Tonight’s edition we revisit the R.J. Lozada’s trip to the Philippines and bring you an interview with Brandon Lee, a human rights worker who moved from the United States to the Philippines to be with his family and serve the people. Lee is currently being threatened by authorities in the Philippines, and we’ll talk to some of his friends and fellow organizers about how people can help protect Brandon and other activists.
We bring you thoughts from the vigil for slain Bangladeshi blogger Avijit Roy.
To conclude, we’ll bring you a lively discussion by Preeti Shekar Mangala with noted journalist and author Sandip Roy on his debut novel that has already been making waves, Don’t Let Him Know.
Listen to an expanded cut of Sandip Roy’s Interview:
Krisantha Sri Bhaggiyadatta
Reading and Reception
Visiting Sri Lankan Canadian poet from Toronto makes a rare U.S. West Coast appearance
Thursday April 2, 6:30-8:30PM at Kearney Street Workshop (ARC Studios and Gallery – 1246 Folsom St., San Francisco)
Free & open to the public
Suggested $5 donation (all proceeds go to the artist)
Light snacks provided
Co-sponsored by Kearny Street Workshop
KRISANTHA SRI BHAGGIYADATTA plays on the links between history, Sri Lanka and the Americas, Africa and Asia. He was a broadcaster of the radio show Bourgeois Blues, Bourgeois News on Toronto’s CKLN (now banned). He is presently compiling: A Very Personal English History of the World. His books of poetry include: Transfixed in Twilight (2015), Cheqpoint in Heaven (2005), Aay Wha’ Kinda Indian Arr U? (1997, 2015), The 52nd State of Amnesia (1992), The Only Minority is the Bourgeoisie (1985), and Domestic Bliss (1981). He has read poetry in Colombo, Kandy, Beijing, Port of Spain, New York, San Francisco, London, and Toronto.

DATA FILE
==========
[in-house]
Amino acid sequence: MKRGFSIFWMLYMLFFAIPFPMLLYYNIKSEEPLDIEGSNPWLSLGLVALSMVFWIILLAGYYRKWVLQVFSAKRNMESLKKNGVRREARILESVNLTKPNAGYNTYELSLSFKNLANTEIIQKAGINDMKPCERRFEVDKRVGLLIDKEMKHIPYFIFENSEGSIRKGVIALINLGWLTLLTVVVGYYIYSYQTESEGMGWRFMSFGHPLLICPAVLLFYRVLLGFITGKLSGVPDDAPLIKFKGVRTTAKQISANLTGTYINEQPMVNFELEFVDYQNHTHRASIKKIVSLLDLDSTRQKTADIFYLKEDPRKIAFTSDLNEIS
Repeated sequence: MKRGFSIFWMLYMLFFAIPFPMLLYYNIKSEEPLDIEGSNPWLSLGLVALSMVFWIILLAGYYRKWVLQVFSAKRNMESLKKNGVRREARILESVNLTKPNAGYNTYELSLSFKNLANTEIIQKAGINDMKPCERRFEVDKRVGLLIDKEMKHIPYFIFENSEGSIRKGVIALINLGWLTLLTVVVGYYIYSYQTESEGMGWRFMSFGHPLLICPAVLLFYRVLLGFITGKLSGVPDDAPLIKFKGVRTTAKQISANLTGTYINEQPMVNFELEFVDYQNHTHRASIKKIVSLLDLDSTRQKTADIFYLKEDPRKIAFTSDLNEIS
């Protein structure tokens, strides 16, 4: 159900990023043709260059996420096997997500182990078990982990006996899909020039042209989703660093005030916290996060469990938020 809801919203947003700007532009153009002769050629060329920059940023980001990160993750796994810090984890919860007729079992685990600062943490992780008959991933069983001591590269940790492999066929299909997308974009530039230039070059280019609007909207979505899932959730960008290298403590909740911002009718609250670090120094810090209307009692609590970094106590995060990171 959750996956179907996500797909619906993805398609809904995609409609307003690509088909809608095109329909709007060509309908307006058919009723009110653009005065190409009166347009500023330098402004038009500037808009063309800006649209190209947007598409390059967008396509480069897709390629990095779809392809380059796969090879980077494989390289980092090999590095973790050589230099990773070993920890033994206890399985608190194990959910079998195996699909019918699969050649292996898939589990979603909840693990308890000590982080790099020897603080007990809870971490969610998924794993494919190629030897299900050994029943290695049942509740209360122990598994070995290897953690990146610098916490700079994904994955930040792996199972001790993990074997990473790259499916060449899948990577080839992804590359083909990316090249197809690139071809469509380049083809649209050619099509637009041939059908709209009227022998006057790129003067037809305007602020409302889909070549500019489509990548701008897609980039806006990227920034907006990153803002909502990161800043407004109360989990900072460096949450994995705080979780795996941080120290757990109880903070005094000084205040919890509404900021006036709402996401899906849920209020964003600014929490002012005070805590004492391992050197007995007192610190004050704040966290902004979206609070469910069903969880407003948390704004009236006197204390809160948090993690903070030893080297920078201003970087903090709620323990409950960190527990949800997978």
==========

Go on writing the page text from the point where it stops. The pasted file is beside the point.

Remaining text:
On Memory and Place: Writing Workshop with Manilatown’s Tony Robles
April 4, 11, 17 & May 2, 1-3 PM at I-Hotel Manilatown Center (868 Kearny St., San Francisco)
Join Kearny Street Workshop for a 4-part writing workshop exploring the sacred places where our poetical sense of community blossoms and grows. Guided by Tony Robles, participants will write about their sense of home, sense of self, and sense of place. We will draw inspiration from the works of Asian Pacific American literary elders such as Jeff Tagami, Shirley Ancheta, Al Robles, and others who explore the heart of Manilatown, the heart in exile, and what it means to come home.